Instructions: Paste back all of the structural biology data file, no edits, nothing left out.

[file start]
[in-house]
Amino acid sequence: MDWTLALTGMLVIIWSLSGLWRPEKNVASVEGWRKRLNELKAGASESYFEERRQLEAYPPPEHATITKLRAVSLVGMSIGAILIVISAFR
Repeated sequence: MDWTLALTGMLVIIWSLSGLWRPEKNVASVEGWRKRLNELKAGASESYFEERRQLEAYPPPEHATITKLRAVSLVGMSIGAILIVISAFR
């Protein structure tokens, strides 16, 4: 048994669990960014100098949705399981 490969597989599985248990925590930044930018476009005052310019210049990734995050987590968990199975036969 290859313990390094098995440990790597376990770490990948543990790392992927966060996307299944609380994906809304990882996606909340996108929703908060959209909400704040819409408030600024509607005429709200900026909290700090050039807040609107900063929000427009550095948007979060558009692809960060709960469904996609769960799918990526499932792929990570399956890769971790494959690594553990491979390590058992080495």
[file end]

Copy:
[in-house]
Amino acid sequence: MDWTLALTGMLVIIWSLSGLWRPEKNVASVEGWRKRLNELKAGASESYFEERRQLEAYPPPEHATITKLRAVSLVGMSIGAILIVISAFR
Repeated sequence: MDWTLALTGMLVIIWSLSGLWRPEKNVASVEGWRKRLNELKAGASESYFEERRQLEAYPPPEHATITKLRAVSLVGMSIGAILIVISAFR
């Protein structure tokens, strides 16, 4: 048994669990960014100098949705399981 490969597989599985248990925590930044930018476009005052310019210049990734995050987590968990199975036969 290859313990390094098995440990790597376990770490990948543990790392992927966060996307299944609380994906809304990882996606909340996108929703908060959209909400704040819409408030600024509607005429709200900026909290700090050039807040609107900063929000427009550095948007979060558009692809960060709960469904996609769960799918990526499932792929990570399956890769971790494959690594553990491979390590058992080495």